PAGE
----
• The MIT Press
  • Cambridge, Massachusetts
  • London, England
  • ©
  • 2012
  • Massachusetts Institute of Technology
  • All rights reserved. No part of this book may be reproduced in any form by any electronic or mechanical means (including photocopying, recording, or information storage and retrieval) without permission in writing from the publisher.
  • MIT Press books may be purchased at special quantity discounts for business or sales promotional use. For information, please email or write to Special Sales Department, The MIT Press, 55 Hayward Street, Cambridge, MA 02142.
  • This book was set in Stone Sans and Stone Serif by the MIT Press. Printed and bound in the United States of America.
  • Library of Congress Cataloging-in-Publication Data
  • Takhteyev, Yuri, 1976– Coding places : software practice in a South American city / Yuri Takhteyev. p. cm. — (Acting with technology) Includes bibliographical references and index. ISBN 978-0-262-01807-4 (hardcover : alk. paper) 1. Computer software—Development—Brazil. 2. Lua (Computer program language) 3. Computer programming—Brazil. 4. Globalization. I. Title. QA76.76.D47T345 2012 005.100981—dc23 2012007128
  • 10 9 8 7 6 5 4 3 2 1
  • To the memory of Vladimir Takhteyev (1953–2011) and to Dimitri (b. 2012)
  • Contents
  • Acknowledgments
  • ix
  • A Note on Translation, Quoting, and Pseudonyms xiii
  • 0 The Wrong Place 1
  • 1 Global Worlds of Practice 21
  • 2 The Global Tongue 47
  • 3 Nerds from the Baixada and Other Places 71
  • 4 Software Brasileiro 93
  • 5 Downtown Professionals 115
  • 6 Porting Lua 135
  • 7 Fast and Patriotic 159
  • 8 Dreams of a Culture Farmer 179
  • 9 Conclusion 205
  • Notes 217
  • References 231
  • Index
  • 241


“By examining software development in the ‘wrong place’ of Rio de Janeiro, Yuri Takhteyev shows us with vivid accounts and clear narrative how individuals who work far from the geographic hubs of their field create local connections and shape local environments even as they embrace global culture and pursue global dreams for themselves and their locations. The concept of a ‘wrong place’ proves an immediately beguiling and completely original approach for understanding work in the global setting; Takhteyev’s choice of Rio, in particular, is nothing short of brilliant.”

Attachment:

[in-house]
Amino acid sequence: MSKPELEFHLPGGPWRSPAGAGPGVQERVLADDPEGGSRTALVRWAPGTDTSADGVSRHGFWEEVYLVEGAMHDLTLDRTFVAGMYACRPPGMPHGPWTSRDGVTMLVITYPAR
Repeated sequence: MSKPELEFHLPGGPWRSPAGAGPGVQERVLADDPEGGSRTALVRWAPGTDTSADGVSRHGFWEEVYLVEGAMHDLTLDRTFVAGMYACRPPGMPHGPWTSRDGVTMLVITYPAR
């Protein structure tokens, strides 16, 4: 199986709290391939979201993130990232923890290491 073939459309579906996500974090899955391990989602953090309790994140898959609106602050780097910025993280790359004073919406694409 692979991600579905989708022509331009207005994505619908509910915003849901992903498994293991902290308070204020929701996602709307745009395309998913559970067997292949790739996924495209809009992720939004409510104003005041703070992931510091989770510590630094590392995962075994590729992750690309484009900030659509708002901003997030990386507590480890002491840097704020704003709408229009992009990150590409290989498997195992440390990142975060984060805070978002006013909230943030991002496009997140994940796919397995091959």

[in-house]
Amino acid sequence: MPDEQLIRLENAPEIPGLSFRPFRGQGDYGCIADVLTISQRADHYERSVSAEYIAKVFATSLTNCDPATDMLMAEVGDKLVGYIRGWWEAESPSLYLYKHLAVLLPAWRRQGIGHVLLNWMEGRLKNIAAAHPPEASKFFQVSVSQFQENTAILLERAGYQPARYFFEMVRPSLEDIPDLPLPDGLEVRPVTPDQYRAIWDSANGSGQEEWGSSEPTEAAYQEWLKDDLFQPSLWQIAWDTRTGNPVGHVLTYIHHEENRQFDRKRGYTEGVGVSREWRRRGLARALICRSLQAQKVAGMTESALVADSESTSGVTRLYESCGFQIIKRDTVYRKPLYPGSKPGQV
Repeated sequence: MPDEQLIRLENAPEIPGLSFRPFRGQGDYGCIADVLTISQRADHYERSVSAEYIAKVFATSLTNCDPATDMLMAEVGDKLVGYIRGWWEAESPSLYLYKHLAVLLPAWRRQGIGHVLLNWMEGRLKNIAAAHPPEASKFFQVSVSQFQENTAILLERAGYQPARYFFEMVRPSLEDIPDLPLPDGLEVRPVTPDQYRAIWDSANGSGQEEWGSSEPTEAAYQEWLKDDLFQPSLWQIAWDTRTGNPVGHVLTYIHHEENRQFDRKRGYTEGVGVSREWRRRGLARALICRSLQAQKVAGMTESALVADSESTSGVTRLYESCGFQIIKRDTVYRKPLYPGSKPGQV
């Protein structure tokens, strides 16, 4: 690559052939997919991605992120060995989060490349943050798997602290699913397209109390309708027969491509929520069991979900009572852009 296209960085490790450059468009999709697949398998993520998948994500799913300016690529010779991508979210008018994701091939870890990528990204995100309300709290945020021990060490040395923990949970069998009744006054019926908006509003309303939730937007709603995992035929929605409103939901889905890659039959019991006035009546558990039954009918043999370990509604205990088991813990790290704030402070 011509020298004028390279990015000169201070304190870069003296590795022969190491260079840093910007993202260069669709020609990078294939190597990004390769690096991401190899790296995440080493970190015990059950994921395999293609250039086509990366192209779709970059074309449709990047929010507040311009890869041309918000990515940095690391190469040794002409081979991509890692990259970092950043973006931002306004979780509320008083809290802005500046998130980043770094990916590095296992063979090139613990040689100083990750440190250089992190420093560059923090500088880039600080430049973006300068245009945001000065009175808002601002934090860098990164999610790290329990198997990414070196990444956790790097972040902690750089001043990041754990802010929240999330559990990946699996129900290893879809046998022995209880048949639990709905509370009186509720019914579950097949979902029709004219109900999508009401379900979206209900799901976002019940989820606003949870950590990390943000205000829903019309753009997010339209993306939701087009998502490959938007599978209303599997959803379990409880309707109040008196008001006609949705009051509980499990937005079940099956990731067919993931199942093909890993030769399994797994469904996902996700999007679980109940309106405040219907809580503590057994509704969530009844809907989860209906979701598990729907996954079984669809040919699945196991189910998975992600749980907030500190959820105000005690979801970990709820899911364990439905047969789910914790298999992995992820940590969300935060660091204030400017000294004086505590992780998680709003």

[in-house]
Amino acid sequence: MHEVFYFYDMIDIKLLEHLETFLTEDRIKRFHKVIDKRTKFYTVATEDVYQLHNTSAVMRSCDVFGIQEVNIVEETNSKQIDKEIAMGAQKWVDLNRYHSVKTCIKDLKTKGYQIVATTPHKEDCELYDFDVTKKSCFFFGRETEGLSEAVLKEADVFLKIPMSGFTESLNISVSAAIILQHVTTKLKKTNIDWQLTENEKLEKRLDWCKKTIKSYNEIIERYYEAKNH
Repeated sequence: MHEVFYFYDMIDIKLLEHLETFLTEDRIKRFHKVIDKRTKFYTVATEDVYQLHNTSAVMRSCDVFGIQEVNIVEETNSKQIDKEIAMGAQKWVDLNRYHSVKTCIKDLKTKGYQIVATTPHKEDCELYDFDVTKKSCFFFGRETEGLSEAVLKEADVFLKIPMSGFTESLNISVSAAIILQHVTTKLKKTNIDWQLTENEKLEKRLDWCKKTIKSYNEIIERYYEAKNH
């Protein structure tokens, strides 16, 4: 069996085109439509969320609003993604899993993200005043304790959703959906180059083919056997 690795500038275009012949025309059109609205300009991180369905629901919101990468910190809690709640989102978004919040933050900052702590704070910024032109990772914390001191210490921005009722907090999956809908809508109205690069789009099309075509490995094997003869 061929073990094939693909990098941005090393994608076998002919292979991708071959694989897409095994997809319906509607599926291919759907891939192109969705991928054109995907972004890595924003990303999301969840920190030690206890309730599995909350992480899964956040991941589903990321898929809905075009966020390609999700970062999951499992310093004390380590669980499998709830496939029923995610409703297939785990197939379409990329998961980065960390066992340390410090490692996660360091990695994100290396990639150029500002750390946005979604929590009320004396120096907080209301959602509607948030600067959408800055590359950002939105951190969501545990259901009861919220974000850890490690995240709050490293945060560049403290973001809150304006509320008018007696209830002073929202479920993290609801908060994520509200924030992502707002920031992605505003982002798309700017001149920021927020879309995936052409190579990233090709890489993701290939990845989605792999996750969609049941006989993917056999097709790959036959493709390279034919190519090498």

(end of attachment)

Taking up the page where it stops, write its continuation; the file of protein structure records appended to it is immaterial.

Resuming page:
--Diane Bailey, School of Information, University of Texas at Austin"—
Coding Places opens the black box of ‘globalization’ to show us the pieces involved in that process—people, technical objects, government agencies, universities, businesses—in intimate detail: how they work, what they need to survive, what they furnish to others, the network of their connections, conflicts, and accommodations. We see the whole machine in operation: how the many possible inputs generate a variety of outputs, technically and organizationally. And we learn a way of thinking that we can apply to the arts, science, or business, to any kind of activity with worldwide extension and ramifications. It does all this with a depth of vision and a clarity in telling the story seldom found in the social sciences. “
--Howard S. Becker, author of Outsiders and Art Worlds"—
“Software development is no longer limited geographically but is expanding to different regions of the world. Yuri Takhteyev has produced an insightful work that provides a critical account of software developers and their role in the global knowledge economy. This is a fascinating story of knowledge workers in a region that has the potential to become the next Silicon Valley.”
--Alladi Venkatesh, Professor and Associate Director, Center for Research on Information Technology, University of California, Irvine"—


Co-Winner, 2013 American Sociological Association Section on Communication and Information Technologies (CITASA) Book Award.